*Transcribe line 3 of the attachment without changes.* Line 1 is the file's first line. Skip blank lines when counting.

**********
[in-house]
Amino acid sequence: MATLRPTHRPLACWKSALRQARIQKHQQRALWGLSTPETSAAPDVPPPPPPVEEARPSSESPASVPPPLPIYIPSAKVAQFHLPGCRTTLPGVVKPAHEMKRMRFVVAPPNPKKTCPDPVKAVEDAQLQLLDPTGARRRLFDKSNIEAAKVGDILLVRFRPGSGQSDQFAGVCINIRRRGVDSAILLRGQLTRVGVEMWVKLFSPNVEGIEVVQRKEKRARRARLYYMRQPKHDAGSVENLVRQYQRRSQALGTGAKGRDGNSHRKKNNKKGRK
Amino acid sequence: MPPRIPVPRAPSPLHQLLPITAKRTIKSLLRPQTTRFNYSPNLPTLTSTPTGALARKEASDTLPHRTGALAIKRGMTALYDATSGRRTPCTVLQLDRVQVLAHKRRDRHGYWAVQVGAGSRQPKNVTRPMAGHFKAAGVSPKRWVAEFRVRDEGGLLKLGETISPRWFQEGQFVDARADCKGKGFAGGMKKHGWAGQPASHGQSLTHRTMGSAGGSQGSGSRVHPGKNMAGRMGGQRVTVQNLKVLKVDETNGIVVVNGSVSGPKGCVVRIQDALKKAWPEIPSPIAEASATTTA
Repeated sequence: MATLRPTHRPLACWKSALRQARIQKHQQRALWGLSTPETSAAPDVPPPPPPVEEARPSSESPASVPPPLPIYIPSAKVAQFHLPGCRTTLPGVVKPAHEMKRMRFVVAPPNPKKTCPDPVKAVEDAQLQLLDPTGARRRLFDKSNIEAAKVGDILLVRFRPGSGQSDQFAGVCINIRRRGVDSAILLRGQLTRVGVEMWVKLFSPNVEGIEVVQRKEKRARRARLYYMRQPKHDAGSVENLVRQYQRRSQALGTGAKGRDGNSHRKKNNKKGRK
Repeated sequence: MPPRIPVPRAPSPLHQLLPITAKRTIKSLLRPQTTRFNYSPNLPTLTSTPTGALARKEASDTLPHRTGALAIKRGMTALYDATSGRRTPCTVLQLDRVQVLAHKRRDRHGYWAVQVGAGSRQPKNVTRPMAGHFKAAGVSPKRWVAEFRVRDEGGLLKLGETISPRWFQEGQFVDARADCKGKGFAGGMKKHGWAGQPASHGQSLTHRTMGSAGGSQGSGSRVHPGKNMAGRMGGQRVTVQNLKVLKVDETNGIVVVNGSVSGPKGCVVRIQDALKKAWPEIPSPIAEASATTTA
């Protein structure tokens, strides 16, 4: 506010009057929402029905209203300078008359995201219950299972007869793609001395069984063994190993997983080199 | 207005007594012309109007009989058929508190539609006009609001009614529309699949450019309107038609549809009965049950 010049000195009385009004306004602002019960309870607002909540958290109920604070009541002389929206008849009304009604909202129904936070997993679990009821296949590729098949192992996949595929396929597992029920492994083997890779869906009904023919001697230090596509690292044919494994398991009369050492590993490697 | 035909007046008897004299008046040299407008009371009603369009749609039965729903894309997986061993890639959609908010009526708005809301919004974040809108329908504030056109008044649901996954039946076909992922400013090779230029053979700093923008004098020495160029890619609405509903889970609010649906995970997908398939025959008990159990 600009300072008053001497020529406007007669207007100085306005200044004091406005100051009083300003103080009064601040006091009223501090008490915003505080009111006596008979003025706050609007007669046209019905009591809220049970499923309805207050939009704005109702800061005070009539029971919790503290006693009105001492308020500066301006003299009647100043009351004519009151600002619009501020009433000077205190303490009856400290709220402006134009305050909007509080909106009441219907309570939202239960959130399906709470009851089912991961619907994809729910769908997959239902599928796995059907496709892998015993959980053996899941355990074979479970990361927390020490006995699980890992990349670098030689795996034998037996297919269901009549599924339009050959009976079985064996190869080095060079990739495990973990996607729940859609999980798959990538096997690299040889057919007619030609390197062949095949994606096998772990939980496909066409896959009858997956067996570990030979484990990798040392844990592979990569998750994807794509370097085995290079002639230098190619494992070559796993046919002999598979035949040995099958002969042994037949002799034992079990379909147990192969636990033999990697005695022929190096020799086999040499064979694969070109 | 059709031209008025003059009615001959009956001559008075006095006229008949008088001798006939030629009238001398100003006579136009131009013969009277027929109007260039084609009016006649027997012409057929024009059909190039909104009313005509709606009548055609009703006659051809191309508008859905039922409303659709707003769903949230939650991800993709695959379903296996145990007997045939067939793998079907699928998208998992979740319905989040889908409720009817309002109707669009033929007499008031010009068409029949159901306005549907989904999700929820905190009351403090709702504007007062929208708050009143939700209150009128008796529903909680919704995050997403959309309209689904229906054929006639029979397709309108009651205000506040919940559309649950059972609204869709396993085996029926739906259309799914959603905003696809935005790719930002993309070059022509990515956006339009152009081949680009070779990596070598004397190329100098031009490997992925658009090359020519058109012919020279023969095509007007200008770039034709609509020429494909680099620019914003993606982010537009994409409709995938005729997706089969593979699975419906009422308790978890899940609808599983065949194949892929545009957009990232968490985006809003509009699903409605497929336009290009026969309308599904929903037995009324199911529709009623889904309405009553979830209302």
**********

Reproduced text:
Amino acid sequence: MPPRIPVPRAPSPLHQLLPITAKRTIKSLLRPQTTRFNYSPNLPTLTSTPTGALARKEASDTLPHRTGALAIKRGMTALYDATSGRRTPCTVLQLDRVQVLAHKRRDRHGYWAVQVGAGSRQPKNVTRPMAGHFKAAGVSPKRWVAEFRVRDEGGLLKLGETISPRWFQEGQFVDARADCKGKGFAGGMKKHGWAGQPASHGQSLTHRTMGSAGGSQGSGSRVHPGKNMAGRMGGQRVTVQNLKVLKVDETNGIVVVNGSVSGPKGCVVRIQDALKKAWPEIPSPIAEASATTTA